Okay. This from Reuters:

Speaker of the House of Representatives John Boehner said on Tuesday that his chamber would be willing to pass a short-term, spending-cut bill to avoid a shutdown of the U.S. government.

And if you stuck to that, you'd say "yay" no Government shut-down.  The man who blends in with the furniture has compromised!  Boehner,you're my hero!

Which is why you really need to read Newspaper stories to the end. Because in the very next paragraph it kinda spoils things:

In a statement, Boehner said if the Democratic-led Senate refuses to vote on the spending-cut bill passed by the House on Saturday, the Republican-controlled House "will pass a short-term bill to keep the government running -- one that also cuts spending."

The House-passed bill would fund the government through September 30, but with $61 billion in spending cuts that Democrats denounce as excessive.


Does anyone remember my posting from last week where John-of-Orange said:

House Speaker John Boehner today ruled out a short term extension of current levels of government funding, raising the prospect of a government shutdown.

The House tonight or tomorrow is expected to pass funding for the government through the rest of the year. But both chambers of Congress are out next week for President's Day recess. The current funding expires March 4th. Which means that in the five days Congress is back the week after next, the Senate must pass it's version the continuing resolution (CR) -- they're unlikely to accept the House bill as it's written with more than $100 billion in cuts -- and kick it back to the House. Then, if the House doesn't accept the Senate version, a compromise must be wrought and passed by both chambers. In the world of budgets, achieving this in five days is a lightening speed unlikely to be achieved. Democrats had been counting on a temporary extension of current funding while a deal is negotiated for the rest of the year, but Boehner's refusal today to give the process any more time forces Dems, and some Senate Republicans, to either accept deeper cuts than they'd like or face a government shutdown.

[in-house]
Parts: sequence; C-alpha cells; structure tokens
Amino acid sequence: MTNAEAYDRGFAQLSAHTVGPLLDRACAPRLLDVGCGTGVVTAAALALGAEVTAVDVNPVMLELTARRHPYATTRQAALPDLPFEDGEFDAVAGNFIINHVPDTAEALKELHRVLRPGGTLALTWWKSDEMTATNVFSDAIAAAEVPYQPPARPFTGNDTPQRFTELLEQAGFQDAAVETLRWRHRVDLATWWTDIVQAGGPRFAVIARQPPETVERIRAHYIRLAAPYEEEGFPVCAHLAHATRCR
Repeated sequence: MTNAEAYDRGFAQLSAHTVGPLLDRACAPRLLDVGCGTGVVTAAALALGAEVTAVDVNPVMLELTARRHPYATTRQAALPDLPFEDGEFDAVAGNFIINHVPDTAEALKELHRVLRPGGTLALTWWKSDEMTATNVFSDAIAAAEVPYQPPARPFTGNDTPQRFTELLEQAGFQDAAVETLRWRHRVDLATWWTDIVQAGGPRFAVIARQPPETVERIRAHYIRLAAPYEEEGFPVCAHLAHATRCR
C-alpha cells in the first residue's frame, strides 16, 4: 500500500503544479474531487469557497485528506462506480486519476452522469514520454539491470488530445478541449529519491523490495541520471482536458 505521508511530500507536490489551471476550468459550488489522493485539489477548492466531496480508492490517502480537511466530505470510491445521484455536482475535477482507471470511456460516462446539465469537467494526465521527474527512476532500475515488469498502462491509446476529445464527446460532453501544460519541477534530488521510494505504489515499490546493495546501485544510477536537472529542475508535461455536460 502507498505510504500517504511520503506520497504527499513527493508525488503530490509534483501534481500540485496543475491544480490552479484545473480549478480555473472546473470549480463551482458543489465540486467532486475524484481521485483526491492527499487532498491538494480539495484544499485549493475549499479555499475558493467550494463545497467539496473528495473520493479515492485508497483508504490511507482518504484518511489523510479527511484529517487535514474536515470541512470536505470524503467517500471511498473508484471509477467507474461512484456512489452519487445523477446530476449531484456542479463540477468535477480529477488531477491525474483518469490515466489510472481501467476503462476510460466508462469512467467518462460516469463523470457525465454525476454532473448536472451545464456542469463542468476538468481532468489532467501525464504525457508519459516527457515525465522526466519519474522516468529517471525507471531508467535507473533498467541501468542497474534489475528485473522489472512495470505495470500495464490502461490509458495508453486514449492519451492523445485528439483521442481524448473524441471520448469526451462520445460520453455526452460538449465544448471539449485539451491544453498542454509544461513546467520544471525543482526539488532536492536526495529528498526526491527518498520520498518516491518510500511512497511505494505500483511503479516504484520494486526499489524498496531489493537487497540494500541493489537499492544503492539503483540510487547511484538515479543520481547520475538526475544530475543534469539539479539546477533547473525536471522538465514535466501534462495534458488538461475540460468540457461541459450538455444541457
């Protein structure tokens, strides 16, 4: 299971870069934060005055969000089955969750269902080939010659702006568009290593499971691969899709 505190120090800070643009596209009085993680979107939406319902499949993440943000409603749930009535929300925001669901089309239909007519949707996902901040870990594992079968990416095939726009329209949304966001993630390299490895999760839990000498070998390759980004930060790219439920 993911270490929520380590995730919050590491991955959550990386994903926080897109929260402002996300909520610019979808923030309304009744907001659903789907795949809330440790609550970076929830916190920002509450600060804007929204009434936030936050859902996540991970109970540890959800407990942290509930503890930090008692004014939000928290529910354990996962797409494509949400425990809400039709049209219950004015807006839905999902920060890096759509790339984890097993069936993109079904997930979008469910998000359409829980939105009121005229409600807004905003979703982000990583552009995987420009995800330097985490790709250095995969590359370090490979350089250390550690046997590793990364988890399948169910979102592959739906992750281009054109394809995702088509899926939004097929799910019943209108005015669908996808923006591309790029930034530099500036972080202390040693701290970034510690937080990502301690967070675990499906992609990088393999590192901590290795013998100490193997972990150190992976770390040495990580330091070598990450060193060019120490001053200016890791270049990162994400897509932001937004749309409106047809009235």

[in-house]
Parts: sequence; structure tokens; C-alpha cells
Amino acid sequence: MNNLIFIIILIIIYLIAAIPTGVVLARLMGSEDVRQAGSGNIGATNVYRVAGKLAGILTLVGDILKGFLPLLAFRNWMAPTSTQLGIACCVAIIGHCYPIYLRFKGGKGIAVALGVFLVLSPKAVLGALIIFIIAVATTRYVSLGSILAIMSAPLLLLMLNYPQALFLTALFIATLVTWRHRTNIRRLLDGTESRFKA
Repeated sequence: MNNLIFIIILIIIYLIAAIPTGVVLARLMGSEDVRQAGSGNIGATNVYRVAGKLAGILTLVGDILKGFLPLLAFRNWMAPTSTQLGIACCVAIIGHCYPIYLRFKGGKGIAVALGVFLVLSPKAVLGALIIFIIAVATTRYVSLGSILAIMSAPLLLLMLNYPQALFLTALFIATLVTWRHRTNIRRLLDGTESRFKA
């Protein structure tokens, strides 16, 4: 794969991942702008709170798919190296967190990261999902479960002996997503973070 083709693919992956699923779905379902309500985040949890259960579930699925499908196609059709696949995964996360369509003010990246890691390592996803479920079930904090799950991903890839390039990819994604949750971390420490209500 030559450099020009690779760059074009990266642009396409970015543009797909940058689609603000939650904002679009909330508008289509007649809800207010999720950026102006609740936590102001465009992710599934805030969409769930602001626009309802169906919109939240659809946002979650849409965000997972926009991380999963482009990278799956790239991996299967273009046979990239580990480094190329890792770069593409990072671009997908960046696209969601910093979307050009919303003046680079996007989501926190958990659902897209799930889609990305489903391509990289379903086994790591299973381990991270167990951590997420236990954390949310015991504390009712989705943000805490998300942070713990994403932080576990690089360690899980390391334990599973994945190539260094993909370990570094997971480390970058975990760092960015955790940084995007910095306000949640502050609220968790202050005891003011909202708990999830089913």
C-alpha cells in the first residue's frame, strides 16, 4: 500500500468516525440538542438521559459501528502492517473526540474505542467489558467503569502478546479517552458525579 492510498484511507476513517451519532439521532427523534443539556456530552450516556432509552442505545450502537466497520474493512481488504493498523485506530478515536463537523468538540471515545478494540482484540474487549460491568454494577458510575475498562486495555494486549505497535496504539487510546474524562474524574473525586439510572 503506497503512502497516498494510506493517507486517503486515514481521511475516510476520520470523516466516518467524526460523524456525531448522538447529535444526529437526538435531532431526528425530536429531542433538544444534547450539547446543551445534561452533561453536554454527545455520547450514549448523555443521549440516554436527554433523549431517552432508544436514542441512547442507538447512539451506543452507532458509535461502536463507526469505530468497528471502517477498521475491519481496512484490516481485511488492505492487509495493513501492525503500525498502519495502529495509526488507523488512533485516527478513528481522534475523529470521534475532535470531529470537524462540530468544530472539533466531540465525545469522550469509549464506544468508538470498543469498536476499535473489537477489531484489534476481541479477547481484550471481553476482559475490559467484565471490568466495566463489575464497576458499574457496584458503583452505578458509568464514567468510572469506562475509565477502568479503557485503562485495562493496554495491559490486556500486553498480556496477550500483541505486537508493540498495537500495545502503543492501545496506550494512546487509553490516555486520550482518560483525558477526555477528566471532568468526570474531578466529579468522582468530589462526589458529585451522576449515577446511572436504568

Wait-wait-wait. Lemme get this straight.

Last week, John-of-Orange says we won't accept a continuing resolution, so you're going to have to accept our budget with cuts Democrats (the majority in the Senate) don't like.

Only now, John-of-Orange is saying Fine! Fine! You win, we'll go ahead and pass a continuing resolution...with a but of cuts Democrats (the majority in the Senate) don't like.

I may not have gone to Law School or anything, but I'm pretty sure this isn't a compromise.

And now, Scott Walker stands (just about) alone...

Via Talking Points Memo. First Mitch Daniels of Indiana (whose Dems have also left the state), now Rick Scott of Flordia have decided that letting the Unions be is a pretty good idea.

And by the way, the Wisconsin Senate Majority Leader (a Republican, duh) has said he's not going along with Walker's end-around budget trick to force his Union Busting bill through.

Walker's running out of friends.

Bondad: Consumer Confidence is up, but there's reason to be a little careful.

There's some good news about Consumer Confidence, but Bonddad sounds a cautious note at the end:

The number is still pretty low by historical standards, so I'd be cautious to read too much into this move. In addition, with gas prices going up (and today's price spike) I think this number will come under strong downward pressure in the near future.

So, are the Republicans already overreaching?

Ezra asked this question this morning. Allow me to paraphrase if only slightly: